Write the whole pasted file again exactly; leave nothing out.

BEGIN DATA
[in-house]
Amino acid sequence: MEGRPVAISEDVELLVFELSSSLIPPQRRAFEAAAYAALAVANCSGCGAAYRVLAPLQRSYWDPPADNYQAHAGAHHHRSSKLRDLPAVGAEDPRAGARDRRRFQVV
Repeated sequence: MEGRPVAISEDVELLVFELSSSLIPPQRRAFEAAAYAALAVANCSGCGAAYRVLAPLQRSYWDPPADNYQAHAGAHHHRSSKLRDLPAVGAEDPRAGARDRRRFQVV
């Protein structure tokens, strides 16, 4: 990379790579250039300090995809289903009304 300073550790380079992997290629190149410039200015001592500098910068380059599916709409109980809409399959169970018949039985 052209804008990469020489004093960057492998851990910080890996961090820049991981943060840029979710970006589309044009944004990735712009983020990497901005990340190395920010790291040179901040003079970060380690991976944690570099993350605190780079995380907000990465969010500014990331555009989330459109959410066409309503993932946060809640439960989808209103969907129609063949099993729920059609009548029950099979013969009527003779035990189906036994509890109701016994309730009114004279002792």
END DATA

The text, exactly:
[in-house]
Amino acid sequence: MEGRPVAISEDVELLVFELSSSLIPPQRRAFEAAAYAALAVANCSGCGAAYRVLAPLQRSYWDPPADNYQAHAGAHHHRSSKLRDLPAVGAEDPRAGARDRRRFQVV
Repeated sequence: MEGRPVAISEDVELLVFELSSSLIPPQRRAFEAAAYAALAVANCSGCGAAYRVLAPLQRSYWDPPADNYQAHAGAHHHRSSKLRDLPAVGAEDPRAGARDRRRFQVV
């Protein structure tokens, strides 16, 4: 990379790579250039300090995809289903009304 300073550790380079992997290629190149410039200015001592500098910068380059599916709409109980809409399959169970018949039985 052209804008990469020489004093960057492998851990910080890996961090820049991981943060840029979710970006589309044009944004990735712009983020990497901005990340190395920010790291040179901040003079970060380690991976944690570099993350605190780079995380907000990465969010500014990331555009989330459109959410066409309503993932946060809640439960989808209103969907129609063949099993729920059609009548029950099979013969009527003779035990189906036994509890109701016994309730009114004279002792």